|Pen and Ink Reflections||
Today is Trinity Sunday, when the church tries to describe the indescribable; to point to the character and action of the Divine that is always dynamic and evolving. The early teachers of the church came to describe God as Trinity – three equal ‘persons’ or expressions of God, Father, Son and Spirit – or in the beautiful and more inclusive language of Julian of Norwich, the Maker, the Lover and the Keeper. It is a picture of God as a community of equality. That in itself is of immense importance in a world where inequality and autocracy tend to rise up as we have seen this week in the United States. The picture of God as Trinity shows us how God’s very being and nature is about relationship and love. How might this picture of God as Trinity help us in these days of change and challenge across our world?...
I wonder if you have ever pondered the difference between having and keeping? It’s all about relationship. We have a computer, but we keep a dog. God does not have us. God keeps us. As the Psalmist puts it: 'The Lord is my keeper' (Psalm 121) For Psalm 121 is what is known as a pilgrimage psalm – the prayer that a devout Jew would offer on their way to Jerusalem to attend one of the three great annual religious festivals. The author is asking for help on their journey and identifying that that helps comes from God. Travelers are always at risk – those on pilgrimage on foot risk falls, or attack from bandits. Today those of us contemplating travel by air may be more worried about the coronavirus speeding its way to us through the air -conditioning vents. Travel is always a somewhat hazardous exercise. In our present time there is much to make us feel helpless and insecure. But this psalm says the opposite. It urges us not to fear, but to know that we are being ‘kept’. So, what exactly does it mean to be ‘kept’?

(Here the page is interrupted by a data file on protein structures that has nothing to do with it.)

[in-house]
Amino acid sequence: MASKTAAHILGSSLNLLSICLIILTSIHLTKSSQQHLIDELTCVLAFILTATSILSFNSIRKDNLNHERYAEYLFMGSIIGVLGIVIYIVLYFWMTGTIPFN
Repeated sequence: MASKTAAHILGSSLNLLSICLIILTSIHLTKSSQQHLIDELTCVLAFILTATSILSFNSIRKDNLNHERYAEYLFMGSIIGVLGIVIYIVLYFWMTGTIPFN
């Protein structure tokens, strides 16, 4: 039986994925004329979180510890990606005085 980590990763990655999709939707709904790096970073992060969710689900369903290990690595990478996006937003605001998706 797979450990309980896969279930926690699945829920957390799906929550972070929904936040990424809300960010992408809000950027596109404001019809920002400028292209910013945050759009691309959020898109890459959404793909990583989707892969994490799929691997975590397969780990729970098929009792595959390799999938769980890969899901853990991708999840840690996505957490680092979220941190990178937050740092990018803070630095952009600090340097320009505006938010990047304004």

Mothers Day – what do we make of it? In some ways is a strange, and very modern, development. Indeed, if we ever needed an example of how culture shapes an idea in different ways, then Mothers Day is it. Originally it was a revolutionary rallying call to mothers to take action to save their children and stop war. Yet today it is a much tamer and commercialised affair: a largely domesticated call to do something for mothers, however small. Instead of mothers themselves organising campaigns for peace and justice, as they did when it began, Mothers Day today is mainly an opportunity for mothers to be pampered by their nearest and dearest, at least for one day. So where does God’s love fit in all of that? Is there anything Christian faith might have to say to affirm, deepen, and expand our meaning of Mothers Day? Well, yes: especially on this particular Mothers Day, which is also the feast day of the medieval saint Mother Julian of Norwich, and the first day of this year’s Week of Prayer for Christian Unity. Both of those events help us see and use Mothers Day more fully, as an opportunity to share the mothering love of God more abundantly: not only by rightly valuing that love in our own mothers, but by renewing that love in our own selves, and by extending that love to others, different to us and further afield…